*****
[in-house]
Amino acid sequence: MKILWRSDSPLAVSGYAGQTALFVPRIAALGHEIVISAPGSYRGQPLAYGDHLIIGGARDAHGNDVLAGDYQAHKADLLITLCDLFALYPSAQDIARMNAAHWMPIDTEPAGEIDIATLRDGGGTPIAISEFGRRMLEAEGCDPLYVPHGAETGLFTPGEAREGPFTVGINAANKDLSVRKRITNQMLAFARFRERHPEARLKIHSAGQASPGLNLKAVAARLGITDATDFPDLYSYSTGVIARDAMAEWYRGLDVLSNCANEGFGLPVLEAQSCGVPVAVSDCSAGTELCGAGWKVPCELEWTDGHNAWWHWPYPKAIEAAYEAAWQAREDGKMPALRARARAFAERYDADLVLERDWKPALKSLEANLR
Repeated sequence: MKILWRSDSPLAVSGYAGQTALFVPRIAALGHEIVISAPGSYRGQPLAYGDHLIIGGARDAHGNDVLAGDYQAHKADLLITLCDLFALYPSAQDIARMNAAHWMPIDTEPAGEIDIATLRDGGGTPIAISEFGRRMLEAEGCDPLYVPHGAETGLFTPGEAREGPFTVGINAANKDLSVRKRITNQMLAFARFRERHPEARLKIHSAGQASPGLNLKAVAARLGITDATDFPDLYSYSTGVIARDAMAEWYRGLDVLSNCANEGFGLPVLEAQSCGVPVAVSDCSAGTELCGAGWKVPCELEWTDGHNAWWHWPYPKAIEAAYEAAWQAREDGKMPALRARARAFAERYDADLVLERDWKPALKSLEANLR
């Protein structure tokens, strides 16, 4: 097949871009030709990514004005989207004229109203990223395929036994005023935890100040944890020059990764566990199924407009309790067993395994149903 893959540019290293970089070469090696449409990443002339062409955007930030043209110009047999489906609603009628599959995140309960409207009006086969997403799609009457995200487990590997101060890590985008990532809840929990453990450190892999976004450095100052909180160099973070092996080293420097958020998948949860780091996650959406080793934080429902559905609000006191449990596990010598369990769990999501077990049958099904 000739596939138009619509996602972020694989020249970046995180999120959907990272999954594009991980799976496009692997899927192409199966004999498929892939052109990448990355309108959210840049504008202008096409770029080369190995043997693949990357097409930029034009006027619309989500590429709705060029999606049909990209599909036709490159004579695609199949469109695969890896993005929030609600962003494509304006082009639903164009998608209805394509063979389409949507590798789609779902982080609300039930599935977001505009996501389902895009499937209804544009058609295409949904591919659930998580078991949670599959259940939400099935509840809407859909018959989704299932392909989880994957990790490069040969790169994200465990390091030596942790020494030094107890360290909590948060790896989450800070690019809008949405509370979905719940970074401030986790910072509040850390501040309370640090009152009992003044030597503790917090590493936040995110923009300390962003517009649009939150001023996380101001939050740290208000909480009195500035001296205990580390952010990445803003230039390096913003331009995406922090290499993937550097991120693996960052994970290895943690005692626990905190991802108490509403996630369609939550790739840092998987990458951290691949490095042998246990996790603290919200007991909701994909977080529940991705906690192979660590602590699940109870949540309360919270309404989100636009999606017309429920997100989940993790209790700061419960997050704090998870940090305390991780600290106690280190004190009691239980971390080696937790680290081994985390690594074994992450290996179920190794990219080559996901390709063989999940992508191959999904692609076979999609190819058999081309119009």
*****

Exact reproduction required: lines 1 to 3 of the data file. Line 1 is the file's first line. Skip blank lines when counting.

[in-house]
Amino acid sequence: MKILWRSDSPLAVSGYAGQTALFVPRIAALGHEIVISAPGSYRGQPLAYGDHLIIGGARDAHGNDVLAGDYQAHKADLLITLCDLFALYPSAQDIARMNAAHWMPIDTEPAGEIDIATLRDGGGTPIAISEFGRRMLEAEGCDPLYVPHGAETGLFTPGEAREGPFTVGINAANKDLSVRKRITNQMLAFARFRERHPEARLKIHSAGQASPGLNLKAVAARLGITDATDFPDLYSYSTGVIARDAMAEWYRGLDVLSNCANEGFGLPVLEAQSCGVPVAVSDCSAGTELCGAGWKVPCELEWTDGHNAWWHWPYPKAIEAAYEAAWQAREDGKMPALRARARAFAERYDADLVLERDWKPALKSLEANLR
Repeated sequence: MKILWRSDSPLAVSGYAGQTALFVPRIAALGHEIVISAPGSYRGQPLAYGDHLIIGGARDAHGNDVLAGDYQAHKADLLITLCDLFALYPSAQDIARMNAAHWMPIDTEPAGEIDIATLRDGGGTPIAISEFGRRMLEAEGCDPLYVPHGAETGLFTPGEAREGPFTVGINAANKDLSVRKRITNQMLAFARFRERHPEARLKIHSAGQASPGLNLKAVAARLGITDATDFPDLYSYSTGVIARDAMAEWYRGLDVLSNCANEGFGLPVLEAQSCGVPVAVSDCSAGTELCGAGWKVPCELEWTDGHNAWWHWPYPKAIEAAYEAAWQAREDGKMPALRARARAFAERYDADLVLERDWKPALKSLEANLR